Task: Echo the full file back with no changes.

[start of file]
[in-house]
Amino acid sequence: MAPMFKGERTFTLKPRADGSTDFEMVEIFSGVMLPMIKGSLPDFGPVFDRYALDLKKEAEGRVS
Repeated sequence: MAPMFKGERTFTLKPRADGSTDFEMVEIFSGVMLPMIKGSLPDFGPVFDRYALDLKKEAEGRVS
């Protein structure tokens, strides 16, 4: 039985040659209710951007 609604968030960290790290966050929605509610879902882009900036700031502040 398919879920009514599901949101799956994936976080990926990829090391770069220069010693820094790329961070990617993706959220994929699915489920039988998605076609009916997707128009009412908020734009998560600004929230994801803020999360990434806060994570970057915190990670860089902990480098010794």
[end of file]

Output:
[in-house]
Amino acid sequence: MAPMFKGERTFTLKPRADGSTDFEMVEIFSGVMLPMIKGSLPDFGPVFDRYALDLKKEAEGRVS
Repeated sequence: MAPMFKGERTFTLKPRADGSTDFEMVEIFSGVMLPMIKGSLPDFGPVFDRYALDLKKEAEGRVS
């Protein structure tokens, strides 16, 4: 039985040659209710951007 609604968030960290790290966050929605509610879902882009900036700031502040 398919879920009514599901949101799956994936976080990926990829090391770069220069010693820094790329961070990617993706959220994929699915489920039988998605076609009916997707128009009412908020734009998560600004929230994801803020999360990434806060994570970057915190990670860089902990480098010794």